Organized bike rides in Detroit continue to grow

Participation in bike rides within the city of Detroit continues to skyrocket.

Bike the Bridge had 180 riders last year and over 300 riders this year.

Colin Hubbell ride more than doubled last year’s numbers with over 200 cyclists.

The Tour de Troit started with a few dozen riders is now having to close registration with over 3,200 riders last year.

And if the weather holds out, this Friday’s Critical Mass ride could be the largest yet with nearly 700 people attending or maybe attending on the Facebook page.

Like most U.S. cities, there is no reliable data on how much people are bicycling, but these rapidly climbing participation rates show Detroit’s heading in the right direction.

Cycle-friendly City

A Christopher Tremblay of Canton, Michigan recently wrote in to the Detroit News with his recent experience.

When I just returned from a 33-mile bike ride throughout downtown Detroit — it was the Bike the Bridge event that linked us to our Canadian neighbors, I was reminded how great Detroit is. We saw some incredible sites of the city and learned about some historical locations, which made me an even prouder native Detroiter. Events like Bike the Bridge and the fall Tour de Troit remind us of how bike-friendly Detroit is and how it is becoming even more receptive to cyclists. To everyone who is advancing the bike trails and mission, thank you!

Colin Hubbell Ride

And speaking of last Saturday’s ride, the South End has written a real good article about it.

“This event had two purposes,” [Trish] Hubbell said. “First, to give the riders a glimpse of Detroit — because being on a bike is a much different experience than being in a car — and second, to promote Midtown and support small businesses and entrepreneurship. In Midtown, everybody comes together to help one another and we want to keep that spirit going.”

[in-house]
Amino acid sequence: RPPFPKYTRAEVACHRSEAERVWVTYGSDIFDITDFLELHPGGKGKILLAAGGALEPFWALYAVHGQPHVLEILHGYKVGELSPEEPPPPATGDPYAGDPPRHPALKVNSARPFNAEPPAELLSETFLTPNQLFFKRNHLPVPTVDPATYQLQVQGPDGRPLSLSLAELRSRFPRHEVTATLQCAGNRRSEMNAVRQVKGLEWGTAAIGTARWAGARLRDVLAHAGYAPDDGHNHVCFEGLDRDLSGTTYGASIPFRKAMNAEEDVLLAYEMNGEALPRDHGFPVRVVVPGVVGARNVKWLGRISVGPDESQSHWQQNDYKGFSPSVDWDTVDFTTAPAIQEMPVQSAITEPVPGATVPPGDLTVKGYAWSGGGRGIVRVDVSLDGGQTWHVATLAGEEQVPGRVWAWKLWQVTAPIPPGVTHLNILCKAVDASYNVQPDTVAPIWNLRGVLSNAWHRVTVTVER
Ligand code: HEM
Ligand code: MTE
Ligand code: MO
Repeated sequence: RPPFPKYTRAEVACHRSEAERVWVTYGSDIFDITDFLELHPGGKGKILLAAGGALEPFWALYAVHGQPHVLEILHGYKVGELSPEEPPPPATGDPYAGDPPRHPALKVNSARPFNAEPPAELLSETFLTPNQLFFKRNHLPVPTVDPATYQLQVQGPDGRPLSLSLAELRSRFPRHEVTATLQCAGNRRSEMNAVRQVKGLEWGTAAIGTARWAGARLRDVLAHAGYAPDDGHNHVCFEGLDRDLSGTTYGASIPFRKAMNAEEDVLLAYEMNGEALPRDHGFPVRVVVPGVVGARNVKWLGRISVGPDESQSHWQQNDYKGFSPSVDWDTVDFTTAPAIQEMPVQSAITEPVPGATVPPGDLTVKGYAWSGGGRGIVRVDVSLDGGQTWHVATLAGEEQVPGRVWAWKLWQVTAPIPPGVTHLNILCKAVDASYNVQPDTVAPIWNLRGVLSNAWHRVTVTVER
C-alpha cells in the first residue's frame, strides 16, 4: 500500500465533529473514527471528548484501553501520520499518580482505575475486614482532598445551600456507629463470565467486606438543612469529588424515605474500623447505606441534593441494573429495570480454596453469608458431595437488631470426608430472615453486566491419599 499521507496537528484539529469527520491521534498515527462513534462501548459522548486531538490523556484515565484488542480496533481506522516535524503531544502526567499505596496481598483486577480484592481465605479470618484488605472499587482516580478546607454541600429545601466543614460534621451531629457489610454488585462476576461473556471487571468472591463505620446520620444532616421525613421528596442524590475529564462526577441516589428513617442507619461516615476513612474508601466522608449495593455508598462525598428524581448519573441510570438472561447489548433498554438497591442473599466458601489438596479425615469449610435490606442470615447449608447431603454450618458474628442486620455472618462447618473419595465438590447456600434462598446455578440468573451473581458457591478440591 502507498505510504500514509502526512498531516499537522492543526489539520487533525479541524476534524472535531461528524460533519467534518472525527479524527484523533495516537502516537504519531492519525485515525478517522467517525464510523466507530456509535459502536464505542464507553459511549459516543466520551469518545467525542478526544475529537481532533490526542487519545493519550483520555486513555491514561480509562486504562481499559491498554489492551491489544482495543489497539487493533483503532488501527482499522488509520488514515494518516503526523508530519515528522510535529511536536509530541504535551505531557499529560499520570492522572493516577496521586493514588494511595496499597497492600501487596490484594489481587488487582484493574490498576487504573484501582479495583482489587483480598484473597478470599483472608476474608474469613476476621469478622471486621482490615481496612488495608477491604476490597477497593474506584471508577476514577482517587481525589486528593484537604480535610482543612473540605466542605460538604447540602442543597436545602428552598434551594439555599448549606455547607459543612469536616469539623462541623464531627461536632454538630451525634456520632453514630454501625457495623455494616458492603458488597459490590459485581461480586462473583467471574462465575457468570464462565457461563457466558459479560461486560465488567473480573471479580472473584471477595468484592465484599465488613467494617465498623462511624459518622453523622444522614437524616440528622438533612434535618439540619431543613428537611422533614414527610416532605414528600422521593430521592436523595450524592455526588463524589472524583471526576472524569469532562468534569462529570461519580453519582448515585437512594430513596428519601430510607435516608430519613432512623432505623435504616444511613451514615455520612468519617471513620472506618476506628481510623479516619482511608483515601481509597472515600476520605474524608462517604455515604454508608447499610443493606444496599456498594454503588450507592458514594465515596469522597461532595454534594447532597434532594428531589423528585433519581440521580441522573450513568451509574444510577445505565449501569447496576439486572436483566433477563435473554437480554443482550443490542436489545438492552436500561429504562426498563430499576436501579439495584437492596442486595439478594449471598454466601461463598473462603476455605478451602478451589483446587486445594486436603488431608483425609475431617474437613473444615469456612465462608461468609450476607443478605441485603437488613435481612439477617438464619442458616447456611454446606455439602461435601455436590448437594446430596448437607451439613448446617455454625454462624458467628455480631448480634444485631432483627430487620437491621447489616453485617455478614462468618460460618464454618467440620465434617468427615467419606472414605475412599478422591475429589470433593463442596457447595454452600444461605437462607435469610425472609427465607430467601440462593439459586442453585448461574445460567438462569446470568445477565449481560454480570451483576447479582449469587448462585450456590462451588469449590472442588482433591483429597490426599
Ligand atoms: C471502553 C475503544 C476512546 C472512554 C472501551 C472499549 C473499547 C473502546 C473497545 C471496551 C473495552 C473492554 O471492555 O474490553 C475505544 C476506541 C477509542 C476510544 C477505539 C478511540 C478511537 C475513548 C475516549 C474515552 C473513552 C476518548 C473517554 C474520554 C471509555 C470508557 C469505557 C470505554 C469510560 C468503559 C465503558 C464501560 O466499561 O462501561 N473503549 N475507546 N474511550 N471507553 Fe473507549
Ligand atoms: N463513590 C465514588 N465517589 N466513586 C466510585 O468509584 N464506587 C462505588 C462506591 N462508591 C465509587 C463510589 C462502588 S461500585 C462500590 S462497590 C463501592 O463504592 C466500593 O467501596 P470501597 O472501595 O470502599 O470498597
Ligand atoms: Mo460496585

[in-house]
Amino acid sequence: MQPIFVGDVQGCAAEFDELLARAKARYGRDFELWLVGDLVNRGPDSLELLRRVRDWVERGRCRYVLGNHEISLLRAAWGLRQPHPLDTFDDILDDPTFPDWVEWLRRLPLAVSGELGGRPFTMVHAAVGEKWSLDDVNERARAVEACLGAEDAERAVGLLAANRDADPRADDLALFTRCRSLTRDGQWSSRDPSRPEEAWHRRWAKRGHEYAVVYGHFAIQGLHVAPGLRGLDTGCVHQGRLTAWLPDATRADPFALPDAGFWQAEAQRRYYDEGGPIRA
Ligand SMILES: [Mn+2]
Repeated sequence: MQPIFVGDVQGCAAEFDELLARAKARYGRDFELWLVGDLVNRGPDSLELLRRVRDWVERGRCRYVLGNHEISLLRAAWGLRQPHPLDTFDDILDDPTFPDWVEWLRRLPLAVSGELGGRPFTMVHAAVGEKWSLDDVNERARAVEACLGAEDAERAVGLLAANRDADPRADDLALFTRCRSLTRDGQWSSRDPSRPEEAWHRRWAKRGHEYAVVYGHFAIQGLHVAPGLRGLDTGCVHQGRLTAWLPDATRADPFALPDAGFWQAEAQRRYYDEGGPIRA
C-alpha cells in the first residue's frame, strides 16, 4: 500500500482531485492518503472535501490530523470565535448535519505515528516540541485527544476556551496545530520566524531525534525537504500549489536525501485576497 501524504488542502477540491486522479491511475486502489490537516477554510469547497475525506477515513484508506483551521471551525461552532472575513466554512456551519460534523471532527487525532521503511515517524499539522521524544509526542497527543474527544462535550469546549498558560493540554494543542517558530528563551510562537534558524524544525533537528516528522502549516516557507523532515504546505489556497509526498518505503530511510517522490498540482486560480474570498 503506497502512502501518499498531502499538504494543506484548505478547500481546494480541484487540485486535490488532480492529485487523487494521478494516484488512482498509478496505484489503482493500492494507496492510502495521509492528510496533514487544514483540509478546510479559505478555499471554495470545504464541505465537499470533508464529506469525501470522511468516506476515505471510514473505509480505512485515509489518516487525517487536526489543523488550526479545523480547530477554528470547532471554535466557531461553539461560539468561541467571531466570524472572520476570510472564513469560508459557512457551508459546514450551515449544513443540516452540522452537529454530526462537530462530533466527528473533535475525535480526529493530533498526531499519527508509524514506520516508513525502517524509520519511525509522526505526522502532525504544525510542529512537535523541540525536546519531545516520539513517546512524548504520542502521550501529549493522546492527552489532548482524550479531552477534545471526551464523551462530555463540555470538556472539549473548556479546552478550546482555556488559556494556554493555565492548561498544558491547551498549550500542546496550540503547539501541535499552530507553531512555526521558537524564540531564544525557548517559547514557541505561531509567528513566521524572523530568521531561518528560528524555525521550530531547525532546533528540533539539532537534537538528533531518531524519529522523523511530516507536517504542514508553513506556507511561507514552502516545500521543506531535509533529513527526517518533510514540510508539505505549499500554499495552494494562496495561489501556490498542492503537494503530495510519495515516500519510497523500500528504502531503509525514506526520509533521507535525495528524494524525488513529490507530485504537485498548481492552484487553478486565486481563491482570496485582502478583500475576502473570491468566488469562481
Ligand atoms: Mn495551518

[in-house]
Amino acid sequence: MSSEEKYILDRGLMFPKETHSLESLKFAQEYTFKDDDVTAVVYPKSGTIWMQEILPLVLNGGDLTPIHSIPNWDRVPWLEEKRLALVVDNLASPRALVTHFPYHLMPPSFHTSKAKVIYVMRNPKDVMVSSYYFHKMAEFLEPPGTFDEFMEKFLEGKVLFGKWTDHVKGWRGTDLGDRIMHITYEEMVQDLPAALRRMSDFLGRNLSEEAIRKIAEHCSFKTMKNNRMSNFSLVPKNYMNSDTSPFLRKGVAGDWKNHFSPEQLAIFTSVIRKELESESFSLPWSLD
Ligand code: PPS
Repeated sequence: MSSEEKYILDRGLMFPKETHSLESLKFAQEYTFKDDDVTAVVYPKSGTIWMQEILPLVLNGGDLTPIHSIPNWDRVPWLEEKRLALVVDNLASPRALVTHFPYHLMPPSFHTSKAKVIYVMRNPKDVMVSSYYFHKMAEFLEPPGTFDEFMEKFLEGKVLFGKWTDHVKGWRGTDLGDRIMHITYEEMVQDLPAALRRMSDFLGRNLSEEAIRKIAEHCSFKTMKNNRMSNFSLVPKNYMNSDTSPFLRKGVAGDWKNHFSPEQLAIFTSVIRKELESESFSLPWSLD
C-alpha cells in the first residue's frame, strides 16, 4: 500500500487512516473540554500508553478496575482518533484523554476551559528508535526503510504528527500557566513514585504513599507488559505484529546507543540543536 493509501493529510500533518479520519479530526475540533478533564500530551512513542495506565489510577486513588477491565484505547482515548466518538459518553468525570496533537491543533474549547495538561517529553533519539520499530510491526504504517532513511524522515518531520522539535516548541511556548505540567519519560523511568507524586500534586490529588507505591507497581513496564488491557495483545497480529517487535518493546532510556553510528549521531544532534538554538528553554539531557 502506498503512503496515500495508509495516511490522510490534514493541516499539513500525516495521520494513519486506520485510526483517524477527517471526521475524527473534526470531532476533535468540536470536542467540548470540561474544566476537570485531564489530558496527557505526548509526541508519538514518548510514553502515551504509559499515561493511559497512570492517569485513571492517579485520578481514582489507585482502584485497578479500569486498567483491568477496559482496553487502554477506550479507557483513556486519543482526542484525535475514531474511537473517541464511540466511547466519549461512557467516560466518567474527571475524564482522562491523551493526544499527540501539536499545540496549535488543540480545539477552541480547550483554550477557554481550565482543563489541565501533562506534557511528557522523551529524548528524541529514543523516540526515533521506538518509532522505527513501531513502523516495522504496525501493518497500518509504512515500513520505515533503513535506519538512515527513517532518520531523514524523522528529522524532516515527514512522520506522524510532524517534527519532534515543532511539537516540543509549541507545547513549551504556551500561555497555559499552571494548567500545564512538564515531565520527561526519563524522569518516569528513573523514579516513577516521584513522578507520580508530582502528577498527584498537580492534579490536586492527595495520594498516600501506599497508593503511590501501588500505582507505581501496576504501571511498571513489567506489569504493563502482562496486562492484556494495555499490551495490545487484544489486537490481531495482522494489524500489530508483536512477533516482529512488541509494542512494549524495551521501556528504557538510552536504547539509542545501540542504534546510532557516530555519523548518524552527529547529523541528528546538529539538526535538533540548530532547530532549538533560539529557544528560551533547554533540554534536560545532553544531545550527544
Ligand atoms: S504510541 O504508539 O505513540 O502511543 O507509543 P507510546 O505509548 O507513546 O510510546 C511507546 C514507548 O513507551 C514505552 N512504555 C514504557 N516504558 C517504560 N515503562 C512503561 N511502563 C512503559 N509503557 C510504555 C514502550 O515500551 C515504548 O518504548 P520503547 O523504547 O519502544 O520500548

“These routes give people a flavor of the good, the bad and the ugly of Detroit,” Trish Hubbell said, “but mostly the good, aiming to take the scaryness out of the city and change how people view it.”

Fortunately I had the opportunity to ride with Trish she shared a great number of stories about Colin and his love for bicycling as transportation.

One has to imagine that he’d be quite thrilled to see more and more people on a bike in Detroit.

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3 Responses to “Organized bike rides in Detroit continue to grow”

  1. » Chicago Experimenting With the “Pedestrian Scramble” Says:

    […] Toronto cyclists are rallying to save two bike lanes proposed for removal by Mayor Rob Ford. And remarks that organized cycling rides are seeing explosive growth in Detroit, attracting as many as […]

  2. Bob Davis Says:

    Regarding “bike-friendliness” of Detroit: What’s not to like? I’ve never been to Motown (except in music), but I understand the topography resembles that of a billiard table. No need for hill-climbing gears; there aren’t any hills. Rather like the #1 bike town in California, Davis (which I do visit). For years one of the complaints about American automobiles was mediocre brakes and poor handling on curves, and the blame was placed on the location of industry headquarters in Michigan, Ohio and Wisconsin. Auto executives knew “intellectually” that there were hills and mountains in other parts of the country, but challenging terrain was not part of their everyday lives.

  3. » The Motor City’s Burgeoning Cycling Scene Says:

    […] indications are that the bike scene in Detroit is really taking off. Group rides are teeming (3,200 people are registered for this year’s Tour De Troit). New bike shops are springing up in some of the city’s […]

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